Guidelines for Security Team Members
All members of all security teams must install and configure PGP/GPG software. All members must be ready to receive encrypted emails and keep those emails encrypted during discussion with members of the security aliases or the reporter. All outbound emails from security team members to other parties regarding security incidents must be signed with the member’s personal key.
All members must generate or use a pre-existing personal key pair. Pre-existing keys must be at least RSA2048 or equivalent. New keys must be at least RSA4096 or equivalent.
A single “TF Security” key is used for all inbound communication to the Trusted Firmware security aliases. Only members of email@example.com own the private part of this key, which is not used for direct communication. A subkey of this is used for direct communication and the private part of this subkey is securely shared with all members of all security aliases. Security team members should sign the public “TF Security” subkey with their personal key and send that back to firstname.lastname@example.org for wider sharing.
All security team members are responsible for notifying email@example.com if anyone leaves a security alias, so that a member of firstname.lastname@example.org can revoke the “TF Security” subkey and issue a new one.
It is desirable to further expand the web of trust by getting the “TF Security” public subkey and security team members’ personal public keys signed by other members of the security teams and trusted members of the wider OSS community, but that is not a pre-requisite of this process.
(All responses to the reporter should cc email@example.com)
New incident comes into firstname.lastname@example.org.
Someone on email@example.com replies to the list as soon as possible to say they will be the triager for the incident. This should preferably be the representative for the relevant project but can be another member.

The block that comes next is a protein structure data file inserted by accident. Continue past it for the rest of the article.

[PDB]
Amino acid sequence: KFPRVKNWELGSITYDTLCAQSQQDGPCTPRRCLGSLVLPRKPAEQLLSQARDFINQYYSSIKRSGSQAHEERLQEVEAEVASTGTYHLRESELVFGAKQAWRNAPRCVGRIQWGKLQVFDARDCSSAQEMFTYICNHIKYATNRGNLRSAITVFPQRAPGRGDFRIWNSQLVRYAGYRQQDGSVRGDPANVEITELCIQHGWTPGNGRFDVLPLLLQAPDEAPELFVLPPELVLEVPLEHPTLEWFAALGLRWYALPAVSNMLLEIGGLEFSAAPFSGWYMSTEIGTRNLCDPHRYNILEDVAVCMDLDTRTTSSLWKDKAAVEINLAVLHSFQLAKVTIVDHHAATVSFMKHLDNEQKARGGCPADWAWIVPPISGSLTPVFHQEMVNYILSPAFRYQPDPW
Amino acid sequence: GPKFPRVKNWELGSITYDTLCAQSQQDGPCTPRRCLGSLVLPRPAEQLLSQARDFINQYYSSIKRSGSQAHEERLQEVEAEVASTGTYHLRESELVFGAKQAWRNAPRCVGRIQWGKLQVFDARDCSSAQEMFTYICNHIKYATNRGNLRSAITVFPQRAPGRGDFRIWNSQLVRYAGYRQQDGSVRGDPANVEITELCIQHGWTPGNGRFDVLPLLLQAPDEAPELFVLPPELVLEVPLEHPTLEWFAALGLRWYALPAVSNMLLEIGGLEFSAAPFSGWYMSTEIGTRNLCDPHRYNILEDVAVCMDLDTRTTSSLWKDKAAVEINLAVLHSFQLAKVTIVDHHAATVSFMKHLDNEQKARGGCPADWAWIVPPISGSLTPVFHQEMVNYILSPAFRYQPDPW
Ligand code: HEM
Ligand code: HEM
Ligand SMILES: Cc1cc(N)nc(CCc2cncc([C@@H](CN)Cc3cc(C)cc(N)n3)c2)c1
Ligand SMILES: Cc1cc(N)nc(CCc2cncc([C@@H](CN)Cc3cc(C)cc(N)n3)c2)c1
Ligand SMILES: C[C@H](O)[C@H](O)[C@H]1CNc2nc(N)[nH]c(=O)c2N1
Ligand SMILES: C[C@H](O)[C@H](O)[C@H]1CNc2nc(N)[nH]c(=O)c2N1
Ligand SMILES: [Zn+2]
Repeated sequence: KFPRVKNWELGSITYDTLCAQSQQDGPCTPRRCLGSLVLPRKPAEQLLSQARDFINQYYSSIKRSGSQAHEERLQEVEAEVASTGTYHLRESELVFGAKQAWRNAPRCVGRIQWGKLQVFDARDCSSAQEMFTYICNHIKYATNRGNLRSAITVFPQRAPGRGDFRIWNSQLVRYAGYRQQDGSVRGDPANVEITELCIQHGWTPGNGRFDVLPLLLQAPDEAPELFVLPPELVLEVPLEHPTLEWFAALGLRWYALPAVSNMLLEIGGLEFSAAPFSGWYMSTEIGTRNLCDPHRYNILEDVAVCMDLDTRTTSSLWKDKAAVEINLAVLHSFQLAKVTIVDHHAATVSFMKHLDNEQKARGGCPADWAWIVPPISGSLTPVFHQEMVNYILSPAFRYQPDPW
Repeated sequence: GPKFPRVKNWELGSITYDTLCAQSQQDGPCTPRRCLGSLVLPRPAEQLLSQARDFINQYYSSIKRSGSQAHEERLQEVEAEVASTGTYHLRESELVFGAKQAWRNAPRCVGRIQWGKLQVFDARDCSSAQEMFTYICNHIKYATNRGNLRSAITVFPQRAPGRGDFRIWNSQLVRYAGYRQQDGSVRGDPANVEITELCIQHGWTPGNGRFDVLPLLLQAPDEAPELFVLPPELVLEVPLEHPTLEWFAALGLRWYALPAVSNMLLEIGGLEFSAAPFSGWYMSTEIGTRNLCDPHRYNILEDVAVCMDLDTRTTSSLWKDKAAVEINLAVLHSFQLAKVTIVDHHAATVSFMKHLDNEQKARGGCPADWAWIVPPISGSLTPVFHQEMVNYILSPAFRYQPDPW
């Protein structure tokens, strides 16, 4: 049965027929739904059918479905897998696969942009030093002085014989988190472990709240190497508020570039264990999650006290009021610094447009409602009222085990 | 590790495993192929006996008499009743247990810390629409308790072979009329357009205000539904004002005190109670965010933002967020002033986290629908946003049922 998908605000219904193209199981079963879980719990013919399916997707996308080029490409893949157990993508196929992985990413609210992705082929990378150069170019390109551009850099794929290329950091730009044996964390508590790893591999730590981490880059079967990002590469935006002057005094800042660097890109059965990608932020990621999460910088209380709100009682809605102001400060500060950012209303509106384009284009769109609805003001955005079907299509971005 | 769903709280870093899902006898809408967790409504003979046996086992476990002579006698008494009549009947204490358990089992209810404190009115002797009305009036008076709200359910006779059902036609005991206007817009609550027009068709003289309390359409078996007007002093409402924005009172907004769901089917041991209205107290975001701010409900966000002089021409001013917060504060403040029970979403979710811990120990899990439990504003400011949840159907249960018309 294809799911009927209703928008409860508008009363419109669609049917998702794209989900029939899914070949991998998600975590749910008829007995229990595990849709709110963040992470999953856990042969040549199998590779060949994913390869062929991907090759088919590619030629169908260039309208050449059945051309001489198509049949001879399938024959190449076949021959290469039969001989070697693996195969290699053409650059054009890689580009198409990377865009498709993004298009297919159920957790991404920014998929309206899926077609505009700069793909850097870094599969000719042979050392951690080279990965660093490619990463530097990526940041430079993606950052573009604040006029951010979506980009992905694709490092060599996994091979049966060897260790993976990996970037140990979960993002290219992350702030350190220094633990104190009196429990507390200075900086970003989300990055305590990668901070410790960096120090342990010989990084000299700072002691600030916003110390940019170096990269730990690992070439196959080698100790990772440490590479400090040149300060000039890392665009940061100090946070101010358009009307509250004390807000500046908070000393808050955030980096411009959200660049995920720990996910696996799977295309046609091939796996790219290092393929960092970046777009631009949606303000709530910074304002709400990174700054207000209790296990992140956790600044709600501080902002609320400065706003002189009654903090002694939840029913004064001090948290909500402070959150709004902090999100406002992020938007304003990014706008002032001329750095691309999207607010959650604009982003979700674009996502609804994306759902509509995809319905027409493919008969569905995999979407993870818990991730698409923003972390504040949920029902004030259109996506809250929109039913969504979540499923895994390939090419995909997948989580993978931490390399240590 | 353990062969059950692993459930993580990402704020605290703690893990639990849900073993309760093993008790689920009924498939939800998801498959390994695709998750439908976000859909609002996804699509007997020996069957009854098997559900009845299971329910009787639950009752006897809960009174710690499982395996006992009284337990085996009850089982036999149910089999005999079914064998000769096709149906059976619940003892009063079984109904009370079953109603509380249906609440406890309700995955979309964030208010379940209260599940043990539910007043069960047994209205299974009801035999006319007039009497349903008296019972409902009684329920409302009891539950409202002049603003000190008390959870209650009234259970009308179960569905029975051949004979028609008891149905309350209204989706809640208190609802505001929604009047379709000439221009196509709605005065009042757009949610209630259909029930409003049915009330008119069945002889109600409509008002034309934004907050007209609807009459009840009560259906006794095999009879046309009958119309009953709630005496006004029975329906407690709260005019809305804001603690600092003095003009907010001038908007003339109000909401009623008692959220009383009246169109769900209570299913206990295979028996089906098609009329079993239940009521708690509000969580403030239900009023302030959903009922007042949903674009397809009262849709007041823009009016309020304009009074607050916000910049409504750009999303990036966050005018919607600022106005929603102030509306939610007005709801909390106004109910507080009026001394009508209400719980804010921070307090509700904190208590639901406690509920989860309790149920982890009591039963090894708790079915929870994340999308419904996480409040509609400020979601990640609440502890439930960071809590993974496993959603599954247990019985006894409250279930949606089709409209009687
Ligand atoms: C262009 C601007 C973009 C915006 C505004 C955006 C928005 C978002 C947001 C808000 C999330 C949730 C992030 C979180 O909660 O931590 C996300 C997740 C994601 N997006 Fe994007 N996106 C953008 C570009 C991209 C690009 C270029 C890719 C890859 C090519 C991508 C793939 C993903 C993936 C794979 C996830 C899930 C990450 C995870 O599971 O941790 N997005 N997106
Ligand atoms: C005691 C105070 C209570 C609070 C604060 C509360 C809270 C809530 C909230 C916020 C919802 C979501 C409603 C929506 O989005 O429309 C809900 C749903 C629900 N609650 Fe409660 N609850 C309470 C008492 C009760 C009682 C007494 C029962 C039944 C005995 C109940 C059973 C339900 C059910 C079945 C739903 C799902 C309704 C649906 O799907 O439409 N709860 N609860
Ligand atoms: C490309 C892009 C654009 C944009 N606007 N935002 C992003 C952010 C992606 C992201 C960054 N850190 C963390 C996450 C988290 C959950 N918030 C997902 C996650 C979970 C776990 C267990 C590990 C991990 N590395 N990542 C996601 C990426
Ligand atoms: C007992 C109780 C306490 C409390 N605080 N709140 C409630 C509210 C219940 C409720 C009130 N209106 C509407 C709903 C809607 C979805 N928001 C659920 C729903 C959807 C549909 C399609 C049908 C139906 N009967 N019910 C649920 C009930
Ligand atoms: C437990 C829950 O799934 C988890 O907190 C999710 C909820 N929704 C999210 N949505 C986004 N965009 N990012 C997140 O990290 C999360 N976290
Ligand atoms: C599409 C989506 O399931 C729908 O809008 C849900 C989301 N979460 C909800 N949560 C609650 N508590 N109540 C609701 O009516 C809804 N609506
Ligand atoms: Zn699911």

The triager analyses the incident as soon as possible and always within 3 working days (Monday to Friday in their timezone) of the initial report.
If the incident is obviously not a security vulnerability, the triager rejects it, giving the standard rejection response to the reporter with specific rejection reasoning.
Otherwise the triager accepts the incident, giving the standard holding response to the reporter. They forward the incident to the appropriate <project>-firstname.lastname@example.org if not done already.
In some cases the incident may affect more than one project; in such cases the triager should act as the reporter’s point of contact for the incident. If the incident only affects one project, the project incident handler (see below) is the point of contact. If the relevant project(s) are not clear then the triager pulls in other members of email@example.com or the project security teams as appropriate until this is determined.
The triager is responsible for ensuring the relevant project security team is handling the process as defined here in a timely manner. They should also act as the reporter’s backup point of contact if the project security team is not functioning properly.
The other members of firstname.lastname@example.org are responsible for picking up the duties of the triager if the triager becomes unavailable.